Euro Trip Day #5: Alba Iulia : A city with a star-Fortress

29th August 2014

I woke up only when Andreea called me for a breakfast. The food was the typical Romanian cheese, breads and spreads. She also made me a nice hot cup of tea. When we were about to be off, I realized that I cannot wear my sport shoes. They were very salty the other day and I had to wash them. They were not dry yet. The weather was sunny and funny part was that I wore formal shoes with shorts and T-shirt!

Anyways, here is a little etymological description of the city of Alba Iulia: Alba in Romanian means white and comes from the time when the Slavics called the settlement Belgrade (“White castle”). Iulia comes from the name of the Romanian prince Gelu (Iulius in Latin) who ruled over the land around Alba Iulia during the 10th century.

We went to the old town area by car and started exploring the historical monuments all clubbed together in the small town. It is surrounded by the Alba Carolina Fortress. The fortress was built between 1714 and 1738 with a perimeter of approximately 12 kilometres. This is the most representative baroque, Vauban-type star-shaped fortress which is one of largest of this kind. It looks very spectacular if viewed from the sky. Of course we did not have an access to the helicopter, however we found a floral depiction of the image in the garden which I would like to present here:

Floral model of the Alba Carolina fortress, Alba Iulia, Romania

Floral model of the Alba Carolina fortress, Alba Iulia, Romania

Inside of the fortress/castle is renovated in such a way that one should feel the legacy and the intimacy with the glories of the bygone age. Most important monument in the old town is the Orthodox Unification Cathedral.  On 1st December 1918, in this very cathedral, the unification of the province of Transylvania with the Kingdom of Romania was announced officially.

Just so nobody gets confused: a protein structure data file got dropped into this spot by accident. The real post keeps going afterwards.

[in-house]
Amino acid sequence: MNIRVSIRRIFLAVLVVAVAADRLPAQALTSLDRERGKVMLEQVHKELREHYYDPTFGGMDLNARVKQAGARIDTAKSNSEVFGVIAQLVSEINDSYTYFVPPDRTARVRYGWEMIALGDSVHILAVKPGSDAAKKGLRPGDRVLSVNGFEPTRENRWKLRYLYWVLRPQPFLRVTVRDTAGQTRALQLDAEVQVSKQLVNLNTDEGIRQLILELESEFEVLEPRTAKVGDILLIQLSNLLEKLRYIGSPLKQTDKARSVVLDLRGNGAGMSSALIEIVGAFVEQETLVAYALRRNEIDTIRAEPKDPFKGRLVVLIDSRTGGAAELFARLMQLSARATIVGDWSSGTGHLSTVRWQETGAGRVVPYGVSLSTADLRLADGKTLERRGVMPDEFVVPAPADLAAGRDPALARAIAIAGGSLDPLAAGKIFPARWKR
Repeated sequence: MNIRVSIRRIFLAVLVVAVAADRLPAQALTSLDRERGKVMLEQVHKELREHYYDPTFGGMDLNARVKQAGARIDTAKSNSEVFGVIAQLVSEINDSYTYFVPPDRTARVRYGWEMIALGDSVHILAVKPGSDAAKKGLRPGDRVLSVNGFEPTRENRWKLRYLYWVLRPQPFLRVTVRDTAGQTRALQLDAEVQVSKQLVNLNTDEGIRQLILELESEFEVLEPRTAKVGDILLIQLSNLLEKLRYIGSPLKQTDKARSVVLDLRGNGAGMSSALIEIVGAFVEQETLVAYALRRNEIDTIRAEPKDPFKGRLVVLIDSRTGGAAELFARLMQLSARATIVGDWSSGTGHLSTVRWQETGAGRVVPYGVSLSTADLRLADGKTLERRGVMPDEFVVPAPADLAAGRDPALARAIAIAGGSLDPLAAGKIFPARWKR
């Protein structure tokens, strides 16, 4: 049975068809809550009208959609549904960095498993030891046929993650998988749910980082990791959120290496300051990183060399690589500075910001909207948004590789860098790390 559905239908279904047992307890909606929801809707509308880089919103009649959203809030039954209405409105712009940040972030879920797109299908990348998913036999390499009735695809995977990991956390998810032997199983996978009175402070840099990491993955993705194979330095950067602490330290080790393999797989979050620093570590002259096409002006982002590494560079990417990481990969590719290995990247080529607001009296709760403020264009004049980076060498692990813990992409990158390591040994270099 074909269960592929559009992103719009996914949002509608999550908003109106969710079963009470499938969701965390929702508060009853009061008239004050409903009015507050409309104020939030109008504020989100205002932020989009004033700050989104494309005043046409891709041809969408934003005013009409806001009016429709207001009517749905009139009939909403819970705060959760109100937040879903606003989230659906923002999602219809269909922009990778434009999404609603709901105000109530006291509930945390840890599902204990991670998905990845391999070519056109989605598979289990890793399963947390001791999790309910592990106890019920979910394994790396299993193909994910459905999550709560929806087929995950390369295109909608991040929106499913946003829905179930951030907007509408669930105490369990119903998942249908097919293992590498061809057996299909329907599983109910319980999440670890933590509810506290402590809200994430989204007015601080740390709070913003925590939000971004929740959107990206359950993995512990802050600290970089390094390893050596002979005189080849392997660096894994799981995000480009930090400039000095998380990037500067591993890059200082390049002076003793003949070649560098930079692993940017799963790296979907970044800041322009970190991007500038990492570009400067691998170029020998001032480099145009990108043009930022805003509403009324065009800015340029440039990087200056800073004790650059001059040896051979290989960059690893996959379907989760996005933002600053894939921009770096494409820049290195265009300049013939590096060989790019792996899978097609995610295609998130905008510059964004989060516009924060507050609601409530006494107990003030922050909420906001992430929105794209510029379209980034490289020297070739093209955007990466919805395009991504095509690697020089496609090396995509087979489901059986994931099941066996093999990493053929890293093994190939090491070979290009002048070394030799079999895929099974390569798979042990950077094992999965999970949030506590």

The Orthodox Reunification Cathedral

The Orthodox Reunification Cathedral, Alba Iulia, Romania

This cathedral was built in 1921 after the reunification. Not so far from this cathedral, is the Roman Catholic Cathedral which stands firm since 14th century, however its tower was built in the 17th century:

The Roman Catholic Cathedral, Alba Iulia, Romania

The Roman Catholic Cathedral, Alba Iulia, Romania

The fortress has seven bastions or bulwarks (Eugene of Savoia, St. Stefan, The Trinity, St. Michael (that is Mihai Viteazul, whose statues are ubiquitous in Romania), St. Carol, St. Capistrano and St. Elizabeth). Most of them were well equipped with cannons and other old school guns. Some of them are still kept for display.

Tuna (Cannon in Romanian)

Tuna (Cannon in Romanian)

Every Saturday, at 12:00, one can observe cannon salutes (Yes, real firing from the cannons) which can make the whole fortress lively. On every other (ordinary) day, The Changing of guards ceremony is conducted at 12:00. We made it to the entrance of the Route of Three Fortifications where the ceremony started. It was a very spectacular event with one king-guard giving instructions to the uniformed guards and they performed some drills with their swords. After the ceremony, we entered the Route of Three fortifications which allowed us to walk 2 km of 12 km perimeter of the fortress. We found two of the many guards chilling in the garden there (after their march and drills). They were so cool that they participated in our little photo-session !

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Cool Guards in the garden of Alba Carolina fortress, Alba Iulia, Romania

Guards of honor ?

 

 

 

 

 

 

 

The bastions and routes connecting them offered us unique views. We thoroughly enjoyed the walk in the bright and warm Sun: